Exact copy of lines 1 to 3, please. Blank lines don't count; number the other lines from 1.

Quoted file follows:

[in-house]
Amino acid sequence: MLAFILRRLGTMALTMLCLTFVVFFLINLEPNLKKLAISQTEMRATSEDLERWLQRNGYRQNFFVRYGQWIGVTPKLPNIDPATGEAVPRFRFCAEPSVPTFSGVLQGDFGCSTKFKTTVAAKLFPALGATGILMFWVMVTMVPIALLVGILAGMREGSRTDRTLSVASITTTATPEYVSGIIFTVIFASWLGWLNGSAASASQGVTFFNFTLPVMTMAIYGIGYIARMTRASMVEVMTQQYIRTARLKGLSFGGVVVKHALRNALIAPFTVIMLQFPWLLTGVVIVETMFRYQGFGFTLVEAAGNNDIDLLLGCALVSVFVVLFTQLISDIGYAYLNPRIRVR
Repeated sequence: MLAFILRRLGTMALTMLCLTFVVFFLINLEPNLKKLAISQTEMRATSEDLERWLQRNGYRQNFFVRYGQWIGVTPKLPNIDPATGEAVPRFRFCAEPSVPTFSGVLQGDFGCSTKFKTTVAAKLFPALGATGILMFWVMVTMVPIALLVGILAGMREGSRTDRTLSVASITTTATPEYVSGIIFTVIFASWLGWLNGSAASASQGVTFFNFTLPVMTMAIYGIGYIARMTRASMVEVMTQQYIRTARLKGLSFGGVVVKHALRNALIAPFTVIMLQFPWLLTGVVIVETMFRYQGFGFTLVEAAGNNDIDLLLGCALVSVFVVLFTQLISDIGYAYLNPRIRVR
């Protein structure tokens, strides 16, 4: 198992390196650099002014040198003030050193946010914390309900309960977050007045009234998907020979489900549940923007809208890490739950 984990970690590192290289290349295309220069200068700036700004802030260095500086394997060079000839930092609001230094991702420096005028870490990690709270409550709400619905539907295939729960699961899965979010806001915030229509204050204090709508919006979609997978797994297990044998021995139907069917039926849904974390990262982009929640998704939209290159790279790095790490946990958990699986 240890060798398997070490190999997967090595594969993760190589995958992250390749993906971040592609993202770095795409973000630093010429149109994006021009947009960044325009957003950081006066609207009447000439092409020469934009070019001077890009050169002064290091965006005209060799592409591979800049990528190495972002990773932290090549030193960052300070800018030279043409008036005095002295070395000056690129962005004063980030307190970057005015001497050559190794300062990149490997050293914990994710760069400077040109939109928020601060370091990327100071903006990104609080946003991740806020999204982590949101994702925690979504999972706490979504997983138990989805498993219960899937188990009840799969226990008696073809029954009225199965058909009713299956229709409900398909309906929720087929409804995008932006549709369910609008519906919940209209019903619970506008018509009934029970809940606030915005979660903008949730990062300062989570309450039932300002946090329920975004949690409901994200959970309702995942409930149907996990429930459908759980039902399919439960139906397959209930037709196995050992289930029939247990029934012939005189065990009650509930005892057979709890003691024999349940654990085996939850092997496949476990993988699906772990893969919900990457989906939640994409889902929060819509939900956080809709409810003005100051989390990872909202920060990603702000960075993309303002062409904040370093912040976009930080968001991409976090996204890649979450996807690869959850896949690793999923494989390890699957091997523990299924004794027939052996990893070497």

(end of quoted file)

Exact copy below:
[in-house]
Amino acid sequence: MLAFILRRLGTMALTMLCLTFVVFFLINLEPNLKKLAISQTEMRATSEDLERWLQRNGYRQNFFVRYGQWIGVTPKLPNIDPATGEAVPRFRFCAEPSVPTFSGVLQGDFGCSTKFKTTVAAKLFPALGATGILMFWVMVTMVPIALLVGILAGMREGSRTDRTLSVASITTTATPEYVSGIIFTVIFASWLGWLNGSAASASQGVTFFNFTLPVMTMAIYGIGYIARMTRASMVEVMTQQYIRTARLKGLSFGGVVVKHALRNALIAPFTVIMLQFPWLLTGVVIVETMFRYQGFGFTLVEAAGNNDIDLLLGCALVSVFVVLFTQLISDIGYAYLNPRIRVR
Repeated sequence: MLAFILRRLGTMALTMLCLTFVVFFLINLEPNLKKLAISQTEMRATSEDLERWLQRNGYRQNFFVRYGQWIGVTPKLPNIDPATGEAVPRFRFCAEPSVPTFSGVLQGDFGCSTKFKTTVAAKLFPALGATGILMFWVMVTMVPIALLVGILAGMREGSRTDRTLSVASITTTATPEYVSGIIFTVIFASWLGWLNGSAASASQGVTFFNFTLPVMTMAIYGIGYIARMTRASMVEVMTQQYIRTARLKGLSFGGVVVKHALRNALIAPFTVIMLQFPWLLTGVVIVETMFRYQGFGFTLVEAAGNNDIDLLLGCALVSVFVVLFTQLISDIGYAYLNPRIRVR